When comparing specifications, Google's Tensor G2 lags behind a lot of the competition. With its unusual core layout and questions surrounding its modem still, this SoC is undoubtedly weaker than the Snapdragon 8 Gen 1 for sure, and by extension, than the Snapdragon 8 Plus Gen 1 too. However, when compared to the Exynos 2200, things get a lot closer. The Exynos 2200 is fabricated on a 4nm process and scores higher on benchmarks, but several users also report a poor experience on Samsung Galaxy S22 devices.

All of this is to say that while Google Tensor G2 is worse on paper, it seems to perform better. That's likely largely thanks to a combination of various software optimizations. Smartphones are more than just the parts that make them, and despite Google Tensor G2 seemingly being underpowered, you likely won't notice it in normal usage... unless you're gaming.

Google Tensor G2 improves the fundamentals

The Tensor G2 doubles down on the best bits of Tensor, while reworking the things that need to be reworked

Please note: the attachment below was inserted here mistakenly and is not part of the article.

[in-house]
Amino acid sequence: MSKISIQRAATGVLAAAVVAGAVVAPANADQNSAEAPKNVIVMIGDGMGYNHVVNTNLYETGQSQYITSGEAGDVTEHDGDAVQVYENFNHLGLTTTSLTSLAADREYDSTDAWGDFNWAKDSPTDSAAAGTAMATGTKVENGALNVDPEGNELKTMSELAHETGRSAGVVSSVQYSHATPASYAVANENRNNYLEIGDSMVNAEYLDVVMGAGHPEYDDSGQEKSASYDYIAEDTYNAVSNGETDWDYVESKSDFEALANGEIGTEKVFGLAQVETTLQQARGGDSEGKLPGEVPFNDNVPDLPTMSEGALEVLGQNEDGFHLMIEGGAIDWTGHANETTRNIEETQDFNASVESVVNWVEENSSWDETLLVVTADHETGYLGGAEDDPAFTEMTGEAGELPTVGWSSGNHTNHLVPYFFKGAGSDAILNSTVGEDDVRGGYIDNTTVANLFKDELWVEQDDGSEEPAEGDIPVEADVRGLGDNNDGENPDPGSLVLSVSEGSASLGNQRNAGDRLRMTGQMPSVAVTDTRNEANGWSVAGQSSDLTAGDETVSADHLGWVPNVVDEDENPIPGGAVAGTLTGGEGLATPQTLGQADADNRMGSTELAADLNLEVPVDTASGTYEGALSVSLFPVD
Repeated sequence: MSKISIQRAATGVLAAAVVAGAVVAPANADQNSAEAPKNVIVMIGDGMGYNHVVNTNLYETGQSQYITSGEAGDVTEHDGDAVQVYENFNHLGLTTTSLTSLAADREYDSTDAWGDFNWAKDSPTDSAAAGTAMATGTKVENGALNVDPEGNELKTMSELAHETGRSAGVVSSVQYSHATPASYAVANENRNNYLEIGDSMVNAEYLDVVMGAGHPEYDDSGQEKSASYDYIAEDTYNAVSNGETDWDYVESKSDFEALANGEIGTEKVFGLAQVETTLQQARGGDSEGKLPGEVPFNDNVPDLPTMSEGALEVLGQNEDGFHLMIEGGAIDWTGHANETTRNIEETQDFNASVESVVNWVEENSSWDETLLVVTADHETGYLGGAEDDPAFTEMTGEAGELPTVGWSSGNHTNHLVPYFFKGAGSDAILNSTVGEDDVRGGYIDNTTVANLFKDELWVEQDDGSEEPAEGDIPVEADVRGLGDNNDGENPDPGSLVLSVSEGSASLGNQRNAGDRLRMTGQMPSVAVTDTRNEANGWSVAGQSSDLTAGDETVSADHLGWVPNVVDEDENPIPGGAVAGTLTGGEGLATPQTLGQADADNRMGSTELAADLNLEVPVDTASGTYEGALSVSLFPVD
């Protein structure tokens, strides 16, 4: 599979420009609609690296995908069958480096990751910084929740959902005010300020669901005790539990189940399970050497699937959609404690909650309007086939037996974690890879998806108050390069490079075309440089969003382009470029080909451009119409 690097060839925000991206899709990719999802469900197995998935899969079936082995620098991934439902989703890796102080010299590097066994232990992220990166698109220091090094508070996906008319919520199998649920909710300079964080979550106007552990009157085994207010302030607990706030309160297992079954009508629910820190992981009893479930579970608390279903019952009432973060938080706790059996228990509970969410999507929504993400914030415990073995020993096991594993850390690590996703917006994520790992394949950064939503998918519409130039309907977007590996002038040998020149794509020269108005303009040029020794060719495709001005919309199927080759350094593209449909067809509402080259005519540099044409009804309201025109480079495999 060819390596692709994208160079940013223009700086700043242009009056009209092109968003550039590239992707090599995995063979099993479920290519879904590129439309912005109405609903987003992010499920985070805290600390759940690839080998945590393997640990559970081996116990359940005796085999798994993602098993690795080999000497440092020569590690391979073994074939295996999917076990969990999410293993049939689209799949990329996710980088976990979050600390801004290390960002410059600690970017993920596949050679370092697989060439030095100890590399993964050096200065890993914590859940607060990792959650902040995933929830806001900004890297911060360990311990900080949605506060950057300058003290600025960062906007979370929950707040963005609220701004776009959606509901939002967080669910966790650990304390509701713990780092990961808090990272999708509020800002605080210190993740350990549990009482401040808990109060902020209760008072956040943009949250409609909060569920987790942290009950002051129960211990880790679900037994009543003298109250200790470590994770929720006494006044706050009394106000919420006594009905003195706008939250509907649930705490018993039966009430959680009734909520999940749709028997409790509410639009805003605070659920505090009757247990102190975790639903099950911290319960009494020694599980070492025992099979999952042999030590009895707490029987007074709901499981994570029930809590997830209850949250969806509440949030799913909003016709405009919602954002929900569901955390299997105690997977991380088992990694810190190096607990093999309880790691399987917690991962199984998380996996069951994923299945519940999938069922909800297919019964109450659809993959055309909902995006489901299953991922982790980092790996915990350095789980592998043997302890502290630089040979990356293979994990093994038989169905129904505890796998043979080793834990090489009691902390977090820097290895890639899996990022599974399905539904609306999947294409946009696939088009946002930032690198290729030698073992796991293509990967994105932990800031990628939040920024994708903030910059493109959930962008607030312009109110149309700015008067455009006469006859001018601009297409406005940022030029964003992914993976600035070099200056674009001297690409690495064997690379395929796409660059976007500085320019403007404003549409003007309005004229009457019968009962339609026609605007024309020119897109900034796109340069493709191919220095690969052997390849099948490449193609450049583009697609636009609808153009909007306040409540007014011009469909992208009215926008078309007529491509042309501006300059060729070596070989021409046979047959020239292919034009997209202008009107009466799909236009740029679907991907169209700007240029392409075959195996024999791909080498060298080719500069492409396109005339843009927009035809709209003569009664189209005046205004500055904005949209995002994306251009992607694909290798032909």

Google Tensor G2 looks like it could be a pretty nice chipset, but we don’t know if it’s enough to improve on where Tensor fell last year. It really doubles down on the best bits of Tensor, while reworking the things that need to be reworked.

However, a chipset is more than just the sum of its parts. There are almost certainly additional improvements and optimizations under-the-hood in drivers that are used to allow the operating system to interface with different aspects of the SoC. These improvements are a lot more intangible, but stack up to give a much-improved experience overall.

From our own testing, the user experience in Tensor G2 is much improved. It doesn't run as hot, it improves where it needs to, and Google overall appears to have been listening. The biggest criticism I would have is not moving over to Armv9 entirely, be it either a switch to one of the following two configurations:

  • Cortex X2, A710. A510
  • Cortex X3, A715, A510 Refresh

I imagine that we could expect to see something like this in the future if the company continues to modify Arm's core designs.

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Google Pixel 7

The Pixel 7 packs the second-gen Tensor SoC, a brighter display, and improved cameras.

The Pixel 7 Pro is Google's top-of-the-line flagship of the year, featuring the second-gen Tensor SoC, a 120Hz LTPO display, a telephoto sensor, and a bigger battery.
Google Pixel 7 Pro
Google Pixel 7 Pro

The Pixel 7 Pro is Google's top-of-the-line flagship of the year, featuring the second-gen Tensor SoC, a 120Hz LTPO display, a telephoto sensor, and a bigger battery.